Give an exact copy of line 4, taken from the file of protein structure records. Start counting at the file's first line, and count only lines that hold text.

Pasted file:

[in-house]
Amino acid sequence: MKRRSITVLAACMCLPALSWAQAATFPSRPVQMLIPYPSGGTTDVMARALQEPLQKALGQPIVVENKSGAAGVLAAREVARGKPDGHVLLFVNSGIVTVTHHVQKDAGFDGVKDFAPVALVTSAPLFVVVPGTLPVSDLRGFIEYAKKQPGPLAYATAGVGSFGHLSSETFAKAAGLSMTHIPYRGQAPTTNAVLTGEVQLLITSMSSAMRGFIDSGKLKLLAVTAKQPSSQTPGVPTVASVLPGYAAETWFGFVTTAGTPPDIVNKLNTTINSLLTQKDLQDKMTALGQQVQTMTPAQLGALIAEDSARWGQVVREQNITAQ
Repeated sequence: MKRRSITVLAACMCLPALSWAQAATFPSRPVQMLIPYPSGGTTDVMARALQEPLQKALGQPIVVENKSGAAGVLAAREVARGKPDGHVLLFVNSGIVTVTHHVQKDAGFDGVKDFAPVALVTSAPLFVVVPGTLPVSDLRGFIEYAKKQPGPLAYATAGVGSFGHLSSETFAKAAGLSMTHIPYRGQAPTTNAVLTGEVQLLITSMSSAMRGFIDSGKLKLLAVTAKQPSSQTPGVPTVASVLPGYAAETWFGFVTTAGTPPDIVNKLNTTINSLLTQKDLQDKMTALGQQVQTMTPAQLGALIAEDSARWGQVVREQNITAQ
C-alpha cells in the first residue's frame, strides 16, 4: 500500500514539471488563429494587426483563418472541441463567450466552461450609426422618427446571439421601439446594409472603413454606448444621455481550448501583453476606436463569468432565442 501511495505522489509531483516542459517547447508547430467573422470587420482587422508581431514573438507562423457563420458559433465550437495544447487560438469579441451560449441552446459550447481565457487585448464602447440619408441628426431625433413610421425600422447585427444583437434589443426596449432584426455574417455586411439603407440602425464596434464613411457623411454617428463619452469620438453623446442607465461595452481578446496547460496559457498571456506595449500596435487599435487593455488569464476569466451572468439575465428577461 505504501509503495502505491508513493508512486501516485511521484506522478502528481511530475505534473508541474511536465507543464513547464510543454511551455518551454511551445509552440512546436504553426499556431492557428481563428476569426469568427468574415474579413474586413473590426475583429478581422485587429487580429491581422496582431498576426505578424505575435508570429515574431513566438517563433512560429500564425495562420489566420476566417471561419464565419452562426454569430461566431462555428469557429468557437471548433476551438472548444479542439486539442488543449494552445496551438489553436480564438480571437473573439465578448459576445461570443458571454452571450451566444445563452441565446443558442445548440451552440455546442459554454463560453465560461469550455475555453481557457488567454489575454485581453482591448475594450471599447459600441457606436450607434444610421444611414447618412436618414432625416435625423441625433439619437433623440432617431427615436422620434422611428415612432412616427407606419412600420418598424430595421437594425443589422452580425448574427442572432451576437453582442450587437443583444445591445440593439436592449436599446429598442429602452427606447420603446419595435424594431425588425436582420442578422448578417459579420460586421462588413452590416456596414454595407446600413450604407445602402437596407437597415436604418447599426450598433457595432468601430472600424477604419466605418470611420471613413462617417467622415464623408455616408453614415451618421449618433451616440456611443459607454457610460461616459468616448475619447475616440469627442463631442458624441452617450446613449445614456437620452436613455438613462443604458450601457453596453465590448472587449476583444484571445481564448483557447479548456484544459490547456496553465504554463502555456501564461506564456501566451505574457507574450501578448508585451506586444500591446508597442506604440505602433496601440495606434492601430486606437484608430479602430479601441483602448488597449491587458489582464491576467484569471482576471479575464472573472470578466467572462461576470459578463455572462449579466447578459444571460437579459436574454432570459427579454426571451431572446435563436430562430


C-alpha cells in the first residue's frame, strides 16, 4: 500500500514539471488563429494587426483563418472541441463567450466552461450609426422618427446571439421601439446594409472603413454606448444621455481550448501583453476606436463569468432565442 501511495505522489509531483516542459517547447508547430467573422470587420482587422508581431514573438507562423457563420458559433465550437495544447487560438469579441451560449441552446459550447481565457487585448464602447440619408441628426431625433413610421425600422447585427444583437434589443426596449432584426455574417455586411439603407440602425464596434464613411457623411454617428463619452469620438453623446442607465461595452481578446496547460496559457498571456506595449500596435487599435487593455488569464476569466451572468439575465428577461 505504501509503495502505491508513493508512486501516485511521484506522478502528481511530475505534473508541474511536465507543464513547464510543454511551455518551454511551445509552440512546436504553426499556431492557428481563428476569426469568427468574415474579413474586413473590426475583429478581422485587429487580429491581422496582431498576426505578424505575435508570429515574431513566438517563433512560429500564425495562420489566420476566417471561419464565419452562426454569430461566431462555428469557429468557437471548433476551438472548444479542439486539442488543449494552445496551438489553436480564438480571437473573439465578448459576445461570443458571454452571450451566444445563452441565446443558442445548440451552440455546442459554454463560453465560461469550455475555453481557457488567454489575454485581453482591448475594450471599447459600441457606436450607434444610421444611414447618412436618414432625416435625423441625433439619437433623440432617431427615436422620434422611428415612432412616427407606419412600420418598424430595421437594425443589422452580425448574427442572432451576437453582442450587437443583444445591445440593439436592449436599446429598442429602452427606447420603446419595435424594431425588425436582420442578422448578417459579420460586421462588413452590416456596414454595407446600413450604407445602402437596407437597415436604418447599426450598433457595432468601430472600424477604419466605418470611420471613413462617417467622415464623408455616408453614415451618421449618433451616440456611443459607454457610460461616459468616448475619447475616440469627442463631442458624441452617450446613449445614456437620452436613455438613462443604458450601457453596453465590448472587449476583444484571445481564448483557447479548456484544459490547456496553465504554463502555456501564461506564456501566451505574457507574450501578448508585451506586444500591446508597442506604440505602433496601440495606434492601430486606437484608430479602430479601441483602448488597449491587458489582464491576467484569471482576471479575464472573472470578466467572462461576470459578463455572462449579466447578459444571460437579459436574454432570459427579454426571451431572446435563436430562430